This is a foundation behavior in the My Smart Puppy approach that builds self-calming rather than rewarding struggle. One of the ways we practice this with our dogs is when we handle them. When many people start out, they tend to try something and, if the dog struggles at all, they stop. This common reaction actually rewards struggle.
If we instead calmly wait out the struggle until the dog pauses, and then stop what we are doing, our dogs learn that being calm gets them what they want. This is a concept that pays off in many ways, including during nail trimming, ear cleaning, eye medicating, brushing, veterinary visits, during emergency care when you don’t want to fight with your dog to help your dog and, most importantly, when “surprised” by a child or guest.
To start working on Calm = Release (Note: only you can assess the safety of this for you and your dog. If you have any concerns or doubts, or if your dog has shown any aggression toward anyone ever, please get hands on help from a qualified dog professional.)
- Choose a moment when your dog is calm already. Don’t try to teach this to a rambunctious dog, as that just make things harder for both of you.
- Have your pup/dog between your knees, both of you facing the same direction. Do this in a way that is comfortable for you both: kneeling and sitting are both fine, just make sure he can’t back under whatever you are sitting on.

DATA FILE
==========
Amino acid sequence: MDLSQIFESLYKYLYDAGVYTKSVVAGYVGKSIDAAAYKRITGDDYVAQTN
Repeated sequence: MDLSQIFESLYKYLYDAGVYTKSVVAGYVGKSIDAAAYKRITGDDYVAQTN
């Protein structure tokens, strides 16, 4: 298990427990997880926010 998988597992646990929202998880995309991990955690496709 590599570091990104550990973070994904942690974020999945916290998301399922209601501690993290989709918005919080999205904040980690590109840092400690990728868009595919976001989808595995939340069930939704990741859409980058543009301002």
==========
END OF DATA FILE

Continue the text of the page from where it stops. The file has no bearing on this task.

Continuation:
- Make sure your face is not near the dog’s/pup’s head— it hurts if they swing their head up and you get smacked in the cheek or jaw. Do not lean over your puppy if she struggles, as we do not want you smacked in the face if her head swings around.
- Hook one thumb through your dog’s flat, non-tightening collar and cup that hand under the jaw.
- Breathe evenly, be as relaxed as you can be. Most puppies settle quickly after an initial burst of activity.
- Your other hand calmly scratches her chest and is ready to help restrain her if she bucks, squirms, mouths, yips or otherwise complains. Stay calm, keep your hands as relaxed as possible, talk to her quietly. Wait it out.
- When your buddy calms – even for a few seconds – calmly release him.
- Lesson: Calm = release.
by Sarah Wilson